|The first excerpt represents the element of Air. It speaks of mental influences and the process of thought, and is drawn from Daisy Miller by Henry James:
these shrewd people had quite made up their minds that she was going too far.
They ceased to invite her; and they intimated that they desired to
express to observant Europeans the great truth that, though Miss Daisy
Miller was a young American lady, her behavior was not representative--
was regarded by her compatriots as abnormal. Winterbourne wondered
how she felt about all the cold shoulders that were turned toward her,
and sometimes it annoyed him to suspect that she did not feel at all.
He said to himself that she was too light and childish, too uncultivated
and unreasoning, too provincial, to have reflected upon her ostracism,
or even to have perceived it. Then at other moments he believed that she
carried about in her elegant and irresponsible little organism a defiant,
|The second excerpt represents the element of Fire. It speaks of emotional influences and base passions, and is drawn from Bab:A Sub-Deb, Mary Roberts Rinehart by Mary Roberts Rinehart:
who would see, if only Adrian would put his arms about me. Divine
shamlessness! Brave Rapture! For if one who he could not possably
love, being so close to her in her make-up, if one who was indeed
employed to be made Love to, could submit in public to his
embrases, why should not I, who would have died for him?
These were my thoughts as the Play went on. The hours flew on
joyous feet. When Adrian came to the footlights and looking
aparently square at me, declaimed: "The World owes me a living. I
will have it," I almost swooned. His clothes were worn. He looked
hungry and ghaunt. But how true that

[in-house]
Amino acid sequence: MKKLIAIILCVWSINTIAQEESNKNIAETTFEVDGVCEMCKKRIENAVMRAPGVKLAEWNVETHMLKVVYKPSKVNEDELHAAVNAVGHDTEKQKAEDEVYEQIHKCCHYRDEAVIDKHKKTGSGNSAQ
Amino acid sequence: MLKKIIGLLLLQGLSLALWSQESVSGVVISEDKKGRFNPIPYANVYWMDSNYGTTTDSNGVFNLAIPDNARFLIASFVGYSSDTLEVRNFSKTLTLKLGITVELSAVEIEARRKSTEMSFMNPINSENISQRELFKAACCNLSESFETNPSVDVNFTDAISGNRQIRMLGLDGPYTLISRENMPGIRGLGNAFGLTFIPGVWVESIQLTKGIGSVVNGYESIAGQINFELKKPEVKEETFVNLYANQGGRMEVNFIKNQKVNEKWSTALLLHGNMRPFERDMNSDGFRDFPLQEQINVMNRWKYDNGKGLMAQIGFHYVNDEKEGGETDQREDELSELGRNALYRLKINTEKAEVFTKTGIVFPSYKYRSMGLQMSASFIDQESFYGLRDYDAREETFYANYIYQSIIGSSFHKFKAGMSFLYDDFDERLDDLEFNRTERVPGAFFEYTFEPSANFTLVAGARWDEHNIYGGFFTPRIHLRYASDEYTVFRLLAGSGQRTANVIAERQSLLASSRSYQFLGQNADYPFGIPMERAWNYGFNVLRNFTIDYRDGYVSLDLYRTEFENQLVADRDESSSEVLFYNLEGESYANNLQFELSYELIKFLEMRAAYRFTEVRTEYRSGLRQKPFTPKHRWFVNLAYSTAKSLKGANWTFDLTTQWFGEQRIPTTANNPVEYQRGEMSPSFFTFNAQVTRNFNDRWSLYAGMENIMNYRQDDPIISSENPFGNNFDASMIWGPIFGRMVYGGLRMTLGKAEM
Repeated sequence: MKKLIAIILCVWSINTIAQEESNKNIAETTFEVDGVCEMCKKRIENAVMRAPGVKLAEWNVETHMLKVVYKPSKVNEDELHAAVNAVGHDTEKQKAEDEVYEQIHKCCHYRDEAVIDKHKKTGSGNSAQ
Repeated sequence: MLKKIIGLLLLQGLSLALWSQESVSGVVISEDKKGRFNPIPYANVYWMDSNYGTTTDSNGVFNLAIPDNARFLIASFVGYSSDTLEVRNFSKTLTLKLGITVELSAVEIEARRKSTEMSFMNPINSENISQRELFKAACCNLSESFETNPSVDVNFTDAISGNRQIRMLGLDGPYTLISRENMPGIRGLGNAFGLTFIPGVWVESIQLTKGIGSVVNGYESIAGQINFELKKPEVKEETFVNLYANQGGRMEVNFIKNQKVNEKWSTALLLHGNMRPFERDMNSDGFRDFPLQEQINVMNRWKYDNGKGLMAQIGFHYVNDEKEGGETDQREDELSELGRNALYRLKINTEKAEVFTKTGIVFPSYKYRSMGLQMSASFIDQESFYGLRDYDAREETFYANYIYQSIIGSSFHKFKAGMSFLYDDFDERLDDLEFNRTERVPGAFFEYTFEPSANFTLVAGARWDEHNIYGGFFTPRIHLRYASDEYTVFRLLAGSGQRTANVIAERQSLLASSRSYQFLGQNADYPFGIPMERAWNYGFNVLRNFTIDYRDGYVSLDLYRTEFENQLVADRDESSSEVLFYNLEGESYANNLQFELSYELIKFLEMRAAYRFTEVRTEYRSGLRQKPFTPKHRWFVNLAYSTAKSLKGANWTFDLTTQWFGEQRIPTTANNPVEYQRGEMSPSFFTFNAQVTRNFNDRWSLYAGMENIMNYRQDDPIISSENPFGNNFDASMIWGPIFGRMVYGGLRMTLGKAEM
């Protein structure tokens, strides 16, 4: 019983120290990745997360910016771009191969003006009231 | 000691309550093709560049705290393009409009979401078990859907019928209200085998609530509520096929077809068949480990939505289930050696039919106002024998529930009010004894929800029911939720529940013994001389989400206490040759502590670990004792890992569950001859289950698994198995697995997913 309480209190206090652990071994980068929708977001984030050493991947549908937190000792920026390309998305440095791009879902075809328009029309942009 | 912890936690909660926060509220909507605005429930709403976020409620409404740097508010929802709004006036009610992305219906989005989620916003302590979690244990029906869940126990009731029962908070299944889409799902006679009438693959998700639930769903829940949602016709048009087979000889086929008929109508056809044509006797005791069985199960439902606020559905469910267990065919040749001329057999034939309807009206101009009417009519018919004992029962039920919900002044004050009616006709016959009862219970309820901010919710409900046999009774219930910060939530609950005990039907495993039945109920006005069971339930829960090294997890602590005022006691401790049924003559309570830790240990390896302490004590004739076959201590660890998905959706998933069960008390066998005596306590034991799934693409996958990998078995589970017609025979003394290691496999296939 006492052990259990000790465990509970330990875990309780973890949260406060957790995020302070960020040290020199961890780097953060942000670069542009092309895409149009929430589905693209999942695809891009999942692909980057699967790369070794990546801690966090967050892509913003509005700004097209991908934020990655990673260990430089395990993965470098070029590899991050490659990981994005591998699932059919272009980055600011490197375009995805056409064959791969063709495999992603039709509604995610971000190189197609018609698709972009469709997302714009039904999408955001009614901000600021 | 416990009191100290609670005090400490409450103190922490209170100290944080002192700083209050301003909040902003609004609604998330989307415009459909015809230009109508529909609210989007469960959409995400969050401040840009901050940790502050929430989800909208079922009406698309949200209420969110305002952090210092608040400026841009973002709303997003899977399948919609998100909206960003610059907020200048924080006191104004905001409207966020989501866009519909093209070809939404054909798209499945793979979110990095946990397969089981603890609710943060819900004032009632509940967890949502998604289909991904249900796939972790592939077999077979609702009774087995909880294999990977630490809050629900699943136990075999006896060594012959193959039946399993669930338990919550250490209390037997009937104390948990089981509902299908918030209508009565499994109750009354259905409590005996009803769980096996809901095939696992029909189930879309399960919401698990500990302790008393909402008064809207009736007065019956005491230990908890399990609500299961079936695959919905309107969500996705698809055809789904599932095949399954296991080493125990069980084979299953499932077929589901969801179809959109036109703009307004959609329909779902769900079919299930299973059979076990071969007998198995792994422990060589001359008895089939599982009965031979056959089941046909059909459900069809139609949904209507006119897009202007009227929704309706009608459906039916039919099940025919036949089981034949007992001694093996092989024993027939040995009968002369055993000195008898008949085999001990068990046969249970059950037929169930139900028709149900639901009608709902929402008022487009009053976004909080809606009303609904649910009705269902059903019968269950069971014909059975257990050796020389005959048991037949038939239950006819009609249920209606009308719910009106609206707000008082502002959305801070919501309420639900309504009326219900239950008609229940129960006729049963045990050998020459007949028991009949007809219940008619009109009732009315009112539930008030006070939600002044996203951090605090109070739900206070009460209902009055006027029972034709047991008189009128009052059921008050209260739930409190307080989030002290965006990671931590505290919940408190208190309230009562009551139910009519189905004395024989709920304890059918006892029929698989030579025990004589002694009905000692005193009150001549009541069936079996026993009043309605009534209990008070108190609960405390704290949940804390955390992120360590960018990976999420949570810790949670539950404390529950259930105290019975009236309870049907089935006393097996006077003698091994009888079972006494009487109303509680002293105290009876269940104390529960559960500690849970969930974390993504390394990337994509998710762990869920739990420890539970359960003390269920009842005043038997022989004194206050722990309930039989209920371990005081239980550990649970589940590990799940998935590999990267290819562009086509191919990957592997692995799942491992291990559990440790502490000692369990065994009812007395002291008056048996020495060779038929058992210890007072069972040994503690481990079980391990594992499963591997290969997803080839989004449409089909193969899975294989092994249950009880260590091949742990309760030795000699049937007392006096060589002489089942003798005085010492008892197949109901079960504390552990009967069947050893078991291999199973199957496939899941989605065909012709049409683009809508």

"Rags are royal raimant, when worn for virtue's sake."
|The third excerpt represents the element of Water. It speaks of pure spiritual influences and feelings of love, and is drawn from The Waste Land by T. S. Eliot:
And bats with baby faces in the violet light
Whistled, and beat their wings 380
And crawled head downward down a blackened wall
And upside down in air were towers
Tolling reminiscent bells, that kept the hours
And voices singing out of empty cisterns and exhausted wells.
In this decayed hole among the mountains
In the faint moonlight, the grass is singing
Over the tumbled graves, about the chapel
There is the empty chapel, only the wind's home.
It has no windows, and the door swings,
The Waste Land
|The fourth excerpt represents the element of Earth. It speaks of physical influences and the impact of the unseen on the visible world, and is drawn from Eryxias by Platonic Imitator:
other art and were likely, unless you agreed on the point in dispute, to
part as enemies instead of as friends. But now, when we are contending
about a thing of which the usefulness continues during the whole of life,
and it makes an enormous difference whether we are to regard it as
beneficial or not,--a thing, too, which is esteemed of the highest
importance by the Hellenes:--(for parents, as soon as their children are,
as they think, come to years of discretion, urge them to consider how
wealth may be acquired, since by riches the value of a man is judged):--
When, I say, we are thus in earnest, and you, who agree in other respects,
fall to disputing about a matter of such moment, that is, about wealth, and
not merely whether it is black or white, light or heavy, but whether it is